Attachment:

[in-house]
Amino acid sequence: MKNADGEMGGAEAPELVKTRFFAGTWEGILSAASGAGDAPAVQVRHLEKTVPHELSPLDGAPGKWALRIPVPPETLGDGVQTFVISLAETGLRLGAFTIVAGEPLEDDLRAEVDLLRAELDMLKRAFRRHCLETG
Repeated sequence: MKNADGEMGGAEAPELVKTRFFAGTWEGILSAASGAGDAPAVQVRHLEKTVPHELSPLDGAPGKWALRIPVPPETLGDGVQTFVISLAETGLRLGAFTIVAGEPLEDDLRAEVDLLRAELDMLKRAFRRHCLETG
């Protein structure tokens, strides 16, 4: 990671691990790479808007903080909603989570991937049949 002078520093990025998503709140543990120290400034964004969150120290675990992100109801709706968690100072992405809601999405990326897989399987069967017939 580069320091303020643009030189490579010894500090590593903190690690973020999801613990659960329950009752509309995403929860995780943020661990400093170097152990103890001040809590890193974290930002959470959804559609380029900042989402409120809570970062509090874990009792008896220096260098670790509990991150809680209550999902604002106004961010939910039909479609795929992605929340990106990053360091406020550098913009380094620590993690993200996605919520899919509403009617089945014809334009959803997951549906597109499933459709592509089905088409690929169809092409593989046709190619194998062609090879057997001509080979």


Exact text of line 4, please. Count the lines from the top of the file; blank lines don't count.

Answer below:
């Protein structure tokens, strides 16, 4: 990671691990790479808007903080909603989570991937049949 002078520093990025998503709140543990120290400034964004969150120290675990992100109801709706968690100072992405809601999405990326897989399987069967017939 580069320091303020643009030189490579010894500090590593903190690690973020999801613990659960329950009752509309995403929860995780943020661990400093170097152990103890001040809590890193974290930002959470959804559609380029900042989402409120809570970062509090874990009792008896220096260098670790509990991150809680209550999902604002106004961010939910039909479609795929992605929340990106990053360091406020550098913009380094620590993690993200996605919520899919509403009617089945014809334009959803997951549906597109499933459709592509089905088409690929169809092409593989046709190619194998062609090879057997001509080979």